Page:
Permits have been issued for the construction of a three-story, 12-unit residential building at 717 North 35th Street in Belmont, West Philadelphia. The development will replace a vacant lot on the west side of the block between Aspen and Brown streets. Designed by Haverford Square Designs, the building will feature parking for four bicycles, a basement, and a large roof deck reserved for the penthouse unit. Permits list Eugene Naydovich of Fitler Development as the contractor and a construction cost of $500,000.
Despite its large area and unit count, the structure will span a lot fit for a standard rowhouse, and will measure only 20 feet wide at the street frontage. This is great news for the neighborhood, which features numerous gorgeous, Victorian-styled prewar rowhouses, and where just about any demolition would deal an unfortunate blow to the venerable urban fabric. Furthermore, the structure’s width will be in keeping with the neighborhood’s long-established vernacular.
Although narrow at the street-facing side, the semi-detached structure will extend a whopping 139-foot length into the block interior, stretching across most of the 156-foot-deep lot and leaving only enough space for a nine-foot-deep rear yard and a five-foot-wide side alley. In all likelihood, this is the most optimal layout for the property, as it maintains the area’s established trend of paired semi-detached houses separated by alleys at every other lot line.
Furthermore, in order to ensure that this relatively large apartment building fits seamlessly into its Victorian rowhouse context, the architects decked out the development with a context-appropriate covered front porch, a steep mansard roof with a dormer at the third floor, and a hipped roof atop the front portion of the structure.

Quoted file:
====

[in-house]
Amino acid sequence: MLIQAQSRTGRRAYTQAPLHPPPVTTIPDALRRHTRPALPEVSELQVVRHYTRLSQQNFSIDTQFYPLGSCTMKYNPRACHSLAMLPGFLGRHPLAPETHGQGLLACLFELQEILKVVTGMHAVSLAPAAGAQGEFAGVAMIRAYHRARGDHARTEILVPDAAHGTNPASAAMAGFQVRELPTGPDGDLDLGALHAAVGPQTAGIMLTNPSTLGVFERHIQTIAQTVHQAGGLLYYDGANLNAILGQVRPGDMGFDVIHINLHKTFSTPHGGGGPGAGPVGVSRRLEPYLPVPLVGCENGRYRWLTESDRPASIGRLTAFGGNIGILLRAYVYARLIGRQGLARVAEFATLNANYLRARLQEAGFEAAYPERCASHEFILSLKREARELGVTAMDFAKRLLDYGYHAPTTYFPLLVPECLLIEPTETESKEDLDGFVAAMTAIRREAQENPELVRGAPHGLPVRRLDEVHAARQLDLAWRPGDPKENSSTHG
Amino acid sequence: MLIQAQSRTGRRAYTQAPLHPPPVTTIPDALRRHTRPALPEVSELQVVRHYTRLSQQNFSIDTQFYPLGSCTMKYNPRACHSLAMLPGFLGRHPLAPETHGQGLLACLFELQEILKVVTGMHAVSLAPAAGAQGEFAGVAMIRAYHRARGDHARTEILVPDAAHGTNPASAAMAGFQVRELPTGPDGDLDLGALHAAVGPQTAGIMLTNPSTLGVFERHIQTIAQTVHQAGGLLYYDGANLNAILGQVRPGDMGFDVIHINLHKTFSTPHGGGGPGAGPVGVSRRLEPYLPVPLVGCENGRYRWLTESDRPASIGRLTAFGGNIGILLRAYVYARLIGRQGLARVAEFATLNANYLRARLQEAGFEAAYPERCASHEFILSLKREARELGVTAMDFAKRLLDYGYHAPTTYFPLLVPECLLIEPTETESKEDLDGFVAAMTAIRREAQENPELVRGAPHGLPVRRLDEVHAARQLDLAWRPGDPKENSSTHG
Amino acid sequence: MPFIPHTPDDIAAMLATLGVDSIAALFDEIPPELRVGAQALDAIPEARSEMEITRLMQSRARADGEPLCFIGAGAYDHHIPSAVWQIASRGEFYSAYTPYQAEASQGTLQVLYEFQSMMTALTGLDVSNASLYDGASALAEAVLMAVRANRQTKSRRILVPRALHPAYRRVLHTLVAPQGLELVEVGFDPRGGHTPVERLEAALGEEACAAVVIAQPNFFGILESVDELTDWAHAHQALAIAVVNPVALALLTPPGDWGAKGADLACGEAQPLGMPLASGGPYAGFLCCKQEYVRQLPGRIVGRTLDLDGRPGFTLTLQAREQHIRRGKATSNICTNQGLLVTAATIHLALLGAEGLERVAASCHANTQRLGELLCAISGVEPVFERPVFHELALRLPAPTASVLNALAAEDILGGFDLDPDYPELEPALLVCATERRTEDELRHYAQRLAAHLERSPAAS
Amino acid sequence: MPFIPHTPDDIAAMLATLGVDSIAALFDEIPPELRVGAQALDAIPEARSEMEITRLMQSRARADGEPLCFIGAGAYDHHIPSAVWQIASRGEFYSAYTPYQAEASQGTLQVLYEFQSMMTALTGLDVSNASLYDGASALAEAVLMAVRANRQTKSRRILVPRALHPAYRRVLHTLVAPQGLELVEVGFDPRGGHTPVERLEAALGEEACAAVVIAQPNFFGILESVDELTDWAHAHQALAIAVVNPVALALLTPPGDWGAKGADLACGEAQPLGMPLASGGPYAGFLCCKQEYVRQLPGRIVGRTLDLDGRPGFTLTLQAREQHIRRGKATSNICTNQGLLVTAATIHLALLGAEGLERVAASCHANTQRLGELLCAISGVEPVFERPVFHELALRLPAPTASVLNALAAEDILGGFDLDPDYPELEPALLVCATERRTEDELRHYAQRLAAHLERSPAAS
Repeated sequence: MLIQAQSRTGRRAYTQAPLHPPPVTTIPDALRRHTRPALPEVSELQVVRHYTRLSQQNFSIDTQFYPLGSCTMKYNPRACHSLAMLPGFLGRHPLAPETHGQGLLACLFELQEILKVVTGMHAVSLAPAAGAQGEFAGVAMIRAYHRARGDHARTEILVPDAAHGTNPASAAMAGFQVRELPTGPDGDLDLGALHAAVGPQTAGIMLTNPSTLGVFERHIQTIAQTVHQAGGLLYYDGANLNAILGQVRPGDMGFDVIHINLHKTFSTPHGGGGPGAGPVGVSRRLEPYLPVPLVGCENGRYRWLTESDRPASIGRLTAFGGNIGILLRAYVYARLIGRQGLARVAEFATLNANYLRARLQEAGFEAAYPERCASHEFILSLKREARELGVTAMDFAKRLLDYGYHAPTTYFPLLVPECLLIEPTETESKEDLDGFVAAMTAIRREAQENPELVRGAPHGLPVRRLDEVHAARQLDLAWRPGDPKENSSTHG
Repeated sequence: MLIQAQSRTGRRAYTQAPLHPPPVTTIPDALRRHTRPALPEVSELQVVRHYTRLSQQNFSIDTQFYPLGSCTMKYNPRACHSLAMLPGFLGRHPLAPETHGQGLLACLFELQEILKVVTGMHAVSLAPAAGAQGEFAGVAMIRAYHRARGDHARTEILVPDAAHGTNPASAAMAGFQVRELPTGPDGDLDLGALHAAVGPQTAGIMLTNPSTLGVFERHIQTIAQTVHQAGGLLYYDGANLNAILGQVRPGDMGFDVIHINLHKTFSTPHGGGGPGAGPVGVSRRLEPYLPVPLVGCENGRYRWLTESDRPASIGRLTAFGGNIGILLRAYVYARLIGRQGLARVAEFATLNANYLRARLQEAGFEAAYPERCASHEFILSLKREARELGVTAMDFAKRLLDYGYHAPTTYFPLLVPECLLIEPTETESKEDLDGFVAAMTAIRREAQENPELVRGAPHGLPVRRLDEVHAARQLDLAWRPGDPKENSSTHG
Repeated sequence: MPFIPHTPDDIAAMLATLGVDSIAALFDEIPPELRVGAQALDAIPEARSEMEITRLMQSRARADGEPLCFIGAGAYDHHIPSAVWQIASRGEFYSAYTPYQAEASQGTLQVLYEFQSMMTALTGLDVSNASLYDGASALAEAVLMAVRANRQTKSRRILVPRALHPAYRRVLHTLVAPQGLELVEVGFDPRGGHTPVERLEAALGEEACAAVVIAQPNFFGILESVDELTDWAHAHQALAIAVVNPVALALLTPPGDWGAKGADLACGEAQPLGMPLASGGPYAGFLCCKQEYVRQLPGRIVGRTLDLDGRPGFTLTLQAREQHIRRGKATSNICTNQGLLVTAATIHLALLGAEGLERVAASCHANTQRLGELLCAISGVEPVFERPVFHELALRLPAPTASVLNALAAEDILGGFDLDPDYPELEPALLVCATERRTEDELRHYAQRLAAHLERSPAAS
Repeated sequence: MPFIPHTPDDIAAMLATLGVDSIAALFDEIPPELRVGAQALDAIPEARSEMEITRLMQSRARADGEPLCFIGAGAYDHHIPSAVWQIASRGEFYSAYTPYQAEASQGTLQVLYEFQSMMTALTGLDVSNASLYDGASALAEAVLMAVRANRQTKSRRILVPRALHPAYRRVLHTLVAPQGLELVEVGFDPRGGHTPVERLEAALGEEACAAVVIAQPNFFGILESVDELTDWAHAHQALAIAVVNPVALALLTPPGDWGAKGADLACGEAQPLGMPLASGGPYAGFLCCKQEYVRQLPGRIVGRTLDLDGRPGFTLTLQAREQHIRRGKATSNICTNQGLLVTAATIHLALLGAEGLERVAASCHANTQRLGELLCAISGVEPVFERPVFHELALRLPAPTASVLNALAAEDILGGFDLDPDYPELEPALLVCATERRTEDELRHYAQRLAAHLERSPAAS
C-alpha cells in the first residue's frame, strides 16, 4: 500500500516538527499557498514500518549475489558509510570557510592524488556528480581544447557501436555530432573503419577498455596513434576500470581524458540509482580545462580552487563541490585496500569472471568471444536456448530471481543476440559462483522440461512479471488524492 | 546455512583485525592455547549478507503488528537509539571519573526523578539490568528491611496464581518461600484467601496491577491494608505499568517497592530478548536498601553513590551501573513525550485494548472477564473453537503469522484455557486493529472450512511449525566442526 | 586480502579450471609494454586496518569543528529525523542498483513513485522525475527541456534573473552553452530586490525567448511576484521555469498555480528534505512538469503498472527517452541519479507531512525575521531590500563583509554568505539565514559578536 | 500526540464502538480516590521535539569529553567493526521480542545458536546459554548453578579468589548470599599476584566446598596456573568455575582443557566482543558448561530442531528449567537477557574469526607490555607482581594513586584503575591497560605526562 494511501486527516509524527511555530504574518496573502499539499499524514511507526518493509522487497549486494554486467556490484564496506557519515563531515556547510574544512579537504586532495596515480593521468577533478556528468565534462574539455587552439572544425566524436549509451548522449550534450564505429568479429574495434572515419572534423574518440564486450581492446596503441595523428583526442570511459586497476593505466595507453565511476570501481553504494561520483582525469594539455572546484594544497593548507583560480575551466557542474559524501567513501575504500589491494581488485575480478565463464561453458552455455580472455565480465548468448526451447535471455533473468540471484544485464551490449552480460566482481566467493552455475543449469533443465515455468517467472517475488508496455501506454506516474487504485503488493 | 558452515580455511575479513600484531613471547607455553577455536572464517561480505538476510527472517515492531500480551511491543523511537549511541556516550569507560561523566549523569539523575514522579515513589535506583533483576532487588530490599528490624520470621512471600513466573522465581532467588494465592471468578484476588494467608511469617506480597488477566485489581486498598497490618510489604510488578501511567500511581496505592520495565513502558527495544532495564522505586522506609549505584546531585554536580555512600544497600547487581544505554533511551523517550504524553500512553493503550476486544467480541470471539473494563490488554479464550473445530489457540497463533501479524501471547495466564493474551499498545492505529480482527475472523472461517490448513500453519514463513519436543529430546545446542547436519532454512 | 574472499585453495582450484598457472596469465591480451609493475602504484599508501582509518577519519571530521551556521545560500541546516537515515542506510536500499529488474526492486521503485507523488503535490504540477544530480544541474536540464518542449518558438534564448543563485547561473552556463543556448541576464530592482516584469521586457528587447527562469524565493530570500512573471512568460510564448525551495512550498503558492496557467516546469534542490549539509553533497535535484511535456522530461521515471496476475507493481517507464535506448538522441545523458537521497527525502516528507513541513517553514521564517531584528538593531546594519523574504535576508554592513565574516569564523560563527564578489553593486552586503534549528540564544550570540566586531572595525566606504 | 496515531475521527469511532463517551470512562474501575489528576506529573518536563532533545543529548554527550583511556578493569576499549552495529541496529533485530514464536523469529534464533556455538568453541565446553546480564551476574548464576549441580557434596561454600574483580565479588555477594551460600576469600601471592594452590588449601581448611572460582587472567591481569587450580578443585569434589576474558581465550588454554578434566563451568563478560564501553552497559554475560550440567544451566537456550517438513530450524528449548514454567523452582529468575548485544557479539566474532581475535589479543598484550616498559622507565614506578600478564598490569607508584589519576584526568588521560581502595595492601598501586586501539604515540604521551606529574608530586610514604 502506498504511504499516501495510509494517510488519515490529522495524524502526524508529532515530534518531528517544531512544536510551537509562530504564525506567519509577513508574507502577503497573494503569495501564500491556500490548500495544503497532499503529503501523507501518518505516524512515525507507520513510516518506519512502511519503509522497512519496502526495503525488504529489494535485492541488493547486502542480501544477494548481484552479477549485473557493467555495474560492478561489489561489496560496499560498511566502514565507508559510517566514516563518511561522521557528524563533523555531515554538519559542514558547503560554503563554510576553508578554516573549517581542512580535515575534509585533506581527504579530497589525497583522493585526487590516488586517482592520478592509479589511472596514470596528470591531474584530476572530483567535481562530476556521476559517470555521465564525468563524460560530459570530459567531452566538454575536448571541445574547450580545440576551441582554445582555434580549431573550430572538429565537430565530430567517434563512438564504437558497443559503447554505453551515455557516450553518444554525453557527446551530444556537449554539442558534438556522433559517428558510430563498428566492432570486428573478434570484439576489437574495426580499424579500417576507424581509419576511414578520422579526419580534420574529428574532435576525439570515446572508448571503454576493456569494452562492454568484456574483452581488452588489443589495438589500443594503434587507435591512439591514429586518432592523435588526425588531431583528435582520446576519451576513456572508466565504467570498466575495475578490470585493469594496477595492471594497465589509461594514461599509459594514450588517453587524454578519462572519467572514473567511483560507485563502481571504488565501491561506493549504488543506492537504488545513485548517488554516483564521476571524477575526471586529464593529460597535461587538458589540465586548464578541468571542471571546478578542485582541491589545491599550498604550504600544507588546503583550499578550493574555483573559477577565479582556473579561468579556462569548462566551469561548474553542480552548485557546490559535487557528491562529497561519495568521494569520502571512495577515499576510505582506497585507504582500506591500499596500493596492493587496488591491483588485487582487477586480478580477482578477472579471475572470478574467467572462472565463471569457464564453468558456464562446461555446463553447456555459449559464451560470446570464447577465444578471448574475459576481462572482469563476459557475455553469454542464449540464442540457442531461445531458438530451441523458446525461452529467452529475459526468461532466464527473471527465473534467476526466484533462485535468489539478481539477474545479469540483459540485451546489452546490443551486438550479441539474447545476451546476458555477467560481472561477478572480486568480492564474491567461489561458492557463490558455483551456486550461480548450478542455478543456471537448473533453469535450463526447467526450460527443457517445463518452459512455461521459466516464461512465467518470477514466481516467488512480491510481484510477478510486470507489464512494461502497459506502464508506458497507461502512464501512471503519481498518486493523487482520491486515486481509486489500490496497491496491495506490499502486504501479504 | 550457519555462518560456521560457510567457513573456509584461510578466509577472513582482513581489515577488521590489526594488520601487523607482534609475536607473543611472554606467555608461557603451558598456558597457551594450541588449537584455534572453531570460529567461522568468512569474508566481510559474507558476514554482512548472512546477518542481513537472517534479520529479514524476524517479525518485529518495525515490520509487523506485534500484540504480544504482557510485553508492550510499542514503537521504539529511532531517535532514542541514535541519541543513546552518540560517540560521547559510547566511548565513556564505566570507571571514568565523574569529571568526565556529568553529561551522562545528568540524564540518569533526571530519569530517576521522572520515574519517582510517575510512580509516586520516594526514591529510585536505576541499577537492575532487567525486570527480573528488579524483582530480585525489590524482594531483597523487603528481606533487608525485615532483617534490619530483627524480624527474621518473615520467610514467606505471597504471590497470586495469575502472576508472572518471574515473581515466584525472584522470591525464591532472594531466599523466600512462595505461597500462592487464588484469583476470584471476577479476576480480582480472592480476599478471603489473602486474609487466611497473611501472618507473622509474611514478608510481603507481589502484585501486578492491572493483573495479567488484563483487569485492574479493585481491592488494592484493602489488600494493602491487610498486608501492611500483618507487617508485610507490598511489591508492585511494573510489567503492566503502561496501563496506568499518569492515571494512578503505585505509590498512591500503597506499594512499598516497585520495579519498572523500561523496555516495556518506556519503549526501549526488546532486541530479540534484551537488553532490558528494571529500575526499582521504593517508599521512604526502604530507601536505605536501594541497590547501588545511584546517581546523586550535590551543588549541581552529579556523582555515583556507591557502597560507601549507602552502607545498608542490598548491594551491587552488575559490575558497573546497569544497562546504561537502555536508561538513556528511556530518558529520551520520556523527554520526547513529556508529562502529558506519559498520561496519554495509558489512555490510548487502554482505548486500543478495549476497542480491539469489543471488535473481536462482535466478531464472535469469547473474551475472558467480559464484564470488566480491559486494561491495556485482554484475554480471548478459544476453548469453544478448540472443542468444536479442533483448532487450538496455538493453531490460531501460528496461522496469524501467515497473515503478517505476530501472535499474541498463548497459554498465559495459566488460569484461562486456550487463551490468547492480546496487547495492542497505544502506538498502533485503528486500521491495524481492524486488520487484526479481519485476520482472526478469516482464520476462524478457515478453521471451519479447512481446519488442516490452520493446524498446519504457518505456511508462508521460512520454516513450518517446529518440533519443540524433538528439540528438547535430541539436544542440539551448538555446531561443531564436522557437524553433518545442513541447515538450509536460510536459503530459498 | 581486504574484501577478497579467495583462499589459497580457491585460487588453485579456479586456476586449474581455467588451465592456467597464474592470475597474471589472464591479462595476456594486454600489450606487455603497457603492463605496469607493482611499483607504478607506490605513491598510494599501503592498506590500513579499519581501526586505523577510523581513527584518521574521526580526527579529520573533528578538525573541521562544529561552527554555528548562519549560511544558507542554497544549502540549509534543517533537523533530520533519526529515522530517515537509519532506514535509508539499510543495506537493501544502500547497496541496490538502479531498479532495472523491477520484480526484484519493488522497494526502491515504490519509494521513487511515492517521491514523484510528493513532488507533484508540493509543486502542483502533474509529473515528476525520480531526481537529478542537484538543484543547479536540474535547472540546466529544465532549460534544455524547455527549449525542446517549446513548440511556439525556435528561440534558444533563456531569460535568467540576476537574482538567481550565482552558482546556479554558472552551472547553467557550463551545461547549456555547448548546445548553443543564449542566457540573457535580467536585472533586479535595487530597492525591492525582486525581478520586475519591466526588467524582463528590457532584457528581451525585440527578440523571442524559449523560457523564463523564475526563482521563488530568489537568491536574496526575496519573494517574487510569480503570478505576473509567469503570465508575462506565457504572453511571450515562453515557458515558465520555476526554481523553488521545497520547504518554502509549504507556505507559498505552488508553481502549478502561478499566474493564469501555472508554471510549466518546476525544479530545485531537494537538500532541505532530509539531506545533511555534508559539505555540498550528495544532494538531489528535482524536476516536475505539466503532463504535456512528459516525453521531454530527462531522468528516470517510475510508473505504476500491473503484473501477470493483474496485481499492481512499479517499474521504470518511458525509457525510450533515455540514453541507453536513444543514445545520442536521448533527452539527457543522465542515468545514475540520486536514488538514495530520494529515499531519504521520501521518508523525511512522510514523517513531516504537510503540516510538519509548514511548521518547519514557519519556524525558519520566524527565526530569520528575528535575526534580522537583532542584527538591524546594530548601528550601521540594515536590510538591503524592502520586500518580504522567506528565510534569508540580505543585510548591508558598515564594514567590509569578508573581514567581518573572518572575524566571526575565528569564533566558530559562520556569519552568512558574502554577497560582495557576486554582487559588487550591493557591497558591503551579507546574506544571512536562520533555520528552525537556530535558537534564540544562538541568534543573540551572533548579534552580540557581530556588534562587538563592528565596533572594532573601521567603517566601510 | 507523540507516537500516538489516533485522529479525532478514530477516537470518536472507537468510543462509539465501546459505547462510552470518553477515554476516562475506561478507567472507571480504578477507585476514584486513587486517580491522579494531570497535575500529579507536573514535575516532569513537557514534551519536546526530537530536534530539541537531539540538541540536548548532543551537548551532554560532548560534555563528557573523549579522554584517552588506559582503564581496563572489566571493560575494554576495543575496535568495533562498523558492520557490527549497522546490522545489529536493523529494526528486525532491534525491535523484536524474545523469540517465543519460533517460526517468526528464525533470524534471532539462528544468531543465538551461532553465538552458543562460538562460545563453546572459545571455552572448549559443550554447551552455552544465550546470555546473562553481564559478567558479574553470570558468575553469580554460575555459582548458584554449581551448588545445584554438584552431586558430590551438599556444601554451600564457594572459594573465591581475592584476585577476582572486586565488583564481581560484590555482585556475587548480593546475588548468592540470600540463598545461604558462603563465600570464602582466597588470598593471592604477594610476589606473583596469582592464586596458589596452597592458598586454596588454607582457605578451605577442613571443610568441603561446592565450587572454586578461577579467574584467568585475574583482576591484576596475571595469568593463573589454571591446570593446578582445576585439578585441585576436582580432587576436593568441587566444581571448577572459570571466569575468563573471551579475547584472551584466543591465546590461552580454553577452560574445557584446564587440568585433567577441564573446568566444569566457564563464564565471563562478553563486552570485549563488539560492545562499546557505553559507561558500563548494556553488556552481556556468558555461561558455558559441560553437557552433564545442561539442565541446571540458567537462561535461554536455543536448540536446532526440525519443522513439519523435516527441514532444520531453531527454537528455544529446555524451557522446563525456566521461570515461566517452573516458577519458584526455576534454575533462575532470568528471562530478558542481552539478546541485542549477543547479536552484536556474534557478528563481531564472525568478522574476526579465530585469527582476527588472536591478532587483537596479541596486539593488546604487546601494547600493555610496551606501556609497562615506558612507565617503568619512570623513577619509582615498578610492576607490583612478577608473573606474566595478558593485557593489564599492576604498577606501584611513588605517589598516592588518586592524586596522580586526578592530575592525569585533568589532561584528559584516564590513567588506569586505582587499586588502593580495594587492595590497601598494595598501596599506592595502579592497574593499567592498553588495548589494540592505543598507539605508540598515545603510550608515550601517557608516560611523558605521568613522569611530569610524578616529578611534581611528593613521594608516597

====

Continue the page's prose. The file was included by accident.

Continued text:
This portion of the structure will rise 36 feet to the main roof and around 38 feet to the top of the roof line, effectively maxing out the allowable height; although we generally encourage denser and taller construction in centrally located areas, the height is appropriate given the surrounding context.
The front elevation will be set back eight feet from the sidewalk, matching the alignment of the adjacent structure. The hipped roof with the mansard treatment will extend 43 feet further into the site. As such, the stair bulkhead, which will bring the structure’s total height to 46 feet, and the conventional roof deck situated beyond will be removed from the sidewalk by over 50 feet, easily far enough to be concealed almost entirely from sidewalk view.
The development will feature generous nine-foot ceiling heights, including at the basement level, which will also house apartments. The basement will sit four feet beneath the sidewalk level; as such, not only will it provide a proper raised base for the first floor, but being elevated more than 50 percent above street level, it will also allow the windows to enjoy ample sunlight.
In turn, the side alley will allow for natural light to reach every level from the basement to the top floor, which will all but certainly eliminate the prospect of dreaded windowless bedrooms, which, despite their prohibition in Pennsylvania, still proliferate throughout a worryingly large number of new multi-family buildings.
So far, 748 North 40th Street promises to be an exemplar addition to the West Philadelphia streetscape, as it manages to pack a significant residential unit count onto a relatively modest site while respecting the established conventions in a neighborhood rife with esteemed architecture. We hope that the development team delivers not only on the project concept, as they have so far, but also on the facade treatment, which will hopefully utilize the proper materials and architectural detail to make it a worthy addition to the neighborhood.